All the stories that were interrupted mid sentence

when my daughter, strapped by some strangers

blew up into nothing

 

Yesterday I sent my life to the market

It’s as if I never existed before

 

Beloved, where did we take the wrong turn?

 

2014-08-02 20.25.13

64.

Today you bury your son

breath in & breath out

How is it even possible?

 

Yesterday I sent my daughter to the market

& today you bury your son

 

Breath in & breath out

never stopping, never stopping

even in the middle of wracked grief

where did we take the wrong turn, beloved?

 

Where?

 

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65.

Adjectives, nouns & adverbs

in a bowl

like fruit

from last week

starting to go bad

starting to have the sick sweet smell

of fruit going bad

starting to die

starting to know that fruit knows

that they’re dead

the moment that they’re picked from the tree

 

A collection of wilting words

waiting to be thrown out

into the compost

 

 

 

 

 

 

 

The Mundane, Sublime and Fantastical: 165 New Poems (51-60)

 

 

 

 

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51.

How you left me with your foot in my arms

Your foot, & nothing more to take into the new year

 

52.

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How you left me

Like the sigh after that last kiss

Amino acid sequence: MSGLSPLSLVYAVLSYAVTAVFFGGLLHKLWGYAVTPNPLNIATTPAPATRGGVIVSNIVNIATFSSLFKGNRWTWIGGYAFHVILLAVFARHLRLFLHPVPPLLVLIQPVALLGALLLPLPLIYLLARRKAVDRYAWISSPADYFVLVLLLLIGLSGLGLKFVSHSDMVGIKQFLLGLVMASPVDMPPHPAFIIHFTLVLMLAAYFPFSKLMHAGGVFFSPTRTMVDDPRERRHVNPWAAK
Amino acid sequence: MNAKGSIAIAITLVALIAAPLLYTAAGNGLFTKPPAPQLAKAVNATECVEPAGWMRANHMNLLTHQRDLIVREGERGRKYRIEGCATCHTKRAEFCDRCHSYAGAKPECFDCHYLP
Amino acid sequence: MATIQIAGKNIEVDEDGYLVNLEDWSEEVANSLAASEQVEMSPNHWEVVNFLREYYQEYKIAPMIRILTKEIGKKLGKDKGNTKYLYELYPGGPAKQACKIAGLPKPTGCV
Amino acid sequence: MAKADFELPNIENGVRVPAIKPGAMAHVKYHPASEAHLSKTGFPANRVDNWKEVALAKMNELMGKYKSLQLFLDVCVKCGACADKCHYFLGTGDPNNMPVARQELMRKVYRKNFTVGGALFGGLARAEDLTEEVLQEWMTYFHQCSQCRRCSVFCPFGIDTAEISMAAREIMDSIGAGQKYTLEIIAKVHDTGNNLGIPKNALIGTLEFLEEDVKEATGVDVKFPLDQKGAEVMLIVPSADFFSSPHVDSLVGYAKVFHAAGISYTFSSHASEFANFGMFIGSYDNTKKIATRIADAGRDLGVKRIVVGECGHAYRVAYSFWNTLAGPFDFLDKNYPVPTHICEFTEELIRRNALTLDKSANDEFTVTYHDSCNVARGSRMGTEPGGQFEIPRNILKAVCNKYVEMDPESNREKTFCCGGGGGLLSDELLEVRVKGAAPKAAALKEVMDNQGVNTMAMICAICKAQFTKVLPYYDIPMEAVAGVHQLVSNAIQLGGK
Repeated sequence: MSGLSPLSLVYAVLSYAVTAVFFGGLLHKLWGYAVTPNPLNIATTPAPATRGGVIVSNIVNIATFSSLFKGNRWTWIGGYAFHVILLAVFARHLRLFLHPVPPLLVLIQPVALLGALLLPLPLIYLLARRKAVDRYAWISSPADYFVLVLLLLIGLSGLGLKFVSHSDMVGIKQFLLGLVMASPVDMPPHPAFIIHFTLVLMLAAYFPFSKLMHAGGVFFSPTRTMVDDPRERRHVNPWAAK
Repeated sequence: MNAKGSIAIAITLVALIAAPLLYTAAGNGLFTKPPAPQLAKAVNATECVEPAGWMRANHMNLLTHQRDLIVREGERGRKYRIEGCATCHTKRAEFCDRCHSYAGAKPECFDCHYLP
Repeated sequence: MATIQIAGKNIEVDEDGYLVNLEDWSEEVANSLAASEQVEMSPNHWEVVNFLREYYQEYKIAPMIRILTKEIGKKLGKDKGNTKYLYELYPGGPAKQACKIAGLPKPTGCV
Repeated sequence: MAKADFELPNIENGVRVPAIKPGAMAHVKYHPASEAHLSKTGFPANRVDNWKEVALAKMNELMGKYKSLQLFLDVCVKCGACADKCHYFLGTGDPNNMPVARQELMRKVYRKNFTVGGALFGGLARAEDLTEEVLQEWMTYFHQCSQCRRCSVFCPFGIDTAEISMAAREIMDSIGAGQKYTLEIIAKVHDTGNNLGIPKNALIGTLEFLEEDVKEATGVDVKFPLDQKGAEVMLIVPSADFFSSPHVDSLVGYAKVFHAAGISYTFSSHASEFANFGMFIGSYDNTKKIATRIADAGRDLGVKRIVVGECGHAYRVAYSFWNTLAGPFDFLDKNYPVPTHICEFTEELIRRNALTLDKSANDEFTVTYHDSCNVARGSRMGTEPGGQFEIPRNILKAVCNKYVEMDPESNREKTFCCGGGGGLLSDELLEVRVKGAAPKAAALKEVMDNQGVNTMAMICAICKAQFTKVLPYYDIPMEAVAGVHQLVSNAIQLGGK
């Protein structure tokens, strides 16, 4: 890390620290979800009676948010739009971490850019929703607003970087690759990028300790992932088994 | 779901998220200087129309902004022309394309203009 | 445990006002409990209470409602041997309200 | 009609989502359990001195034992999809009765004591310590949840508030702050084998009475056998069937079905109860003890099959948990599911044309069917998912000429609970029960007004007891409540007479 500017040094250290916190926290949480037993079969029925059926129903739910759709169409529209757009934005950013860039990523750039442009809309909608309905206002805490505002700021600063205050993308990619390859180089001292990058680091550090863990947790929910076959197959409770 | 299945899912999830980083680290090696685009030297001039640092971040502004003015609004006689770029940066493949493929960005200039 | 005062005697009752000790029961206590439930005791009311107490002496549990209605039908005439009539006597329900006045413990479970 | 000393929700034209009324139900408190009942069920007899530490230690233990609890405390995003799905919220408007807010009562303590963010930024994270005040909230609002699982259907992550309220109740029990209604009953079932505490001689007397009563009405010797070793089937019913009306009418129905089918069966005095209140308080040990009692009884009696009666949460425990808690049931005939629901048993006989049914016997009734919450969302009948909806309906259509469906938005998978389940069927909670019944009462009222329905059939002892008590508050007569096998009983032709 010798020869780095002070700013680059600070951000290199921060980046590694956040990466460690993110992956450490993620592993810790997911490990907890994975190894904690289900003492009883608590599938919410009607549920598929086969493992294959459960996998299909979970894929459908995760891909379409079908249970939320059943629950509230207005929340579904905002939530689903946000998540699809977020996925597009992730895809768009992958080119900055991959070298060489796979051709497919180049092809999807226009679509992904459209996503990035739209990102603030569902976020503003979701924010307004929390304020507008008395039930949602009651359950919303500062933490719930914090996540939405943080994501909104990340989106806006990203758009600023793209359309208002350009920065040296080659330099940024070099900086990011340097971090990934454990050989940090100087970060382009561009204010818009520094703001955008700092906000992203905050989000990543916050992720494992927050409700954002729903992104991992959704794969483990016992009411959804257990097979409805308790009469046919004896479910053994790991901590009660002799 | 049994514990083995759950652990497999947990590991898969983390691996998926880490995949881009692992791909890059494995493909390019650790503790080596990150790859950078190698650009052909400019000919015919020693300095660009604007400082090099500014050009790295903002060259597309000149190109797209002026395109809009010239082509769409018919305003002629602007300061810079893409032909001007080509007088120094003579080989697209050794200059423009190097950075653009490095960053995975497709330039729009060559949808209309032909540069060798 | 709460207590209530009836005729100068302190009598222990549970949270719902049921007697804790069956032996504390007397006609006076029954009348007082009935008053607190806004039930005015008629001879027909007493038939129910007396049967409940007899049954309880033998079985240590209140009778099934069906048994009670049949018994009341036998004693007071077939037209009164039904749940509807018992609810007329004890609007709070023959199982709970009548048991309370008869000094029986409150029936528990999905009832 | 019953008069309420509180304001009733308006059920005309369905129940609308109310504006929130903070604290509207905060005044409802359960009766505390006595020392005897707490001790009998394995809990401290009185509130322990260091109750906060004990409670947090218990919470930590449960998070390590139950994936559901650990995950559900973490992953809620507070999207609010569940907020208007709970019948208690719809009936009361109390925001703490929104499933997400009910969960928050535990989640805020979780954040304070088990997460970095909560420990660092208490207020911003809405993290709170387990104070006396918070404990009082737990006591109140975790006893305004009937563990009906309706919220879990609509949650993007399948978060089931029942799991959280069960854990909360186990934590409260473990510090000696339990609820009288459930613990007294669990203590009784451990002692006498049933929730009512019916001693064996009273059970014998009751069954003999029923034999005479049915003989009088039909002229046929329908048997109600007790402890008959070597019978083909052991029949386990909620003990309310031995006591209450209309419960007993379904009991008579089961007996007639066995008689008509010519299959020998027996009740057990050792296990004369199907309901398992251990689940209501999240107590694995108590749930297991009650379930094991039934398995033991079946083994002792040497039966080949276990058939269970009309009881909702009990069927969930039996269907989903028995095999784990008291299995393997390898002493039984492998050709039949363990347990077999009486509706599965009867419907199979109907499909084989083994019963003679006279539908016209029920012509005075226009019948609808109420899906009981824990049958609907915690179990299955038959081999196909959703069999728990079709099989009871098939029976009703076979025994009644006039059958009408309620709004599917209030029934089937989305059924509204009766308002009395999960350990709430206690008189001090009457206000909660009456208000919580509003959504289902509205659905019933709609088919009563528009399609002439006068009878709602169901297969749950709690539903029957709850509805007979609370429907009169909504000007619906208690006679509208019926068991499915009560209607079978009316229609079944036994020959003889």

I cannot reach back into last year

to grasp at that sigh

I cannot hold on to a moment

not a moment so firmly stuck to the past year

 

53.

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You left me like blood seeping from bone

at the touch of salt — beautifully and completely

 

54.

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Like a blood dropping onto a clear puddle of water

A ripple from a red explosion & then delicate spidery tendrils

& the water is pinked

as if it was never clear

as if you were never there

as if you were never part of the bloody foot I hold on to

 

55.

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So sing, Mary, sing

No one else remembers that song

Sing anyway

 

When you forget this song

then you will come to know

how completely you left

 

 

 

The Mundane, Sublime and Fantastical: 165 New Poems (6-10)

 

 

 

10.

Sons Also Daughters 

For Tamara Symanska-Golik

 

Sons Also Daughters

Rummage through your life

Picking this, picking that

 

Killers all,

Sorting through your bones

Taking this, taking that

 

Also daughters

Picking at strands of hair

Gawking at roomfuls of combs, ribbons, brushes

 

Also daughters

Picking what seeds to save

Which to discard

What instances to remember

Which to forget

 

Sons also daughters

Killers all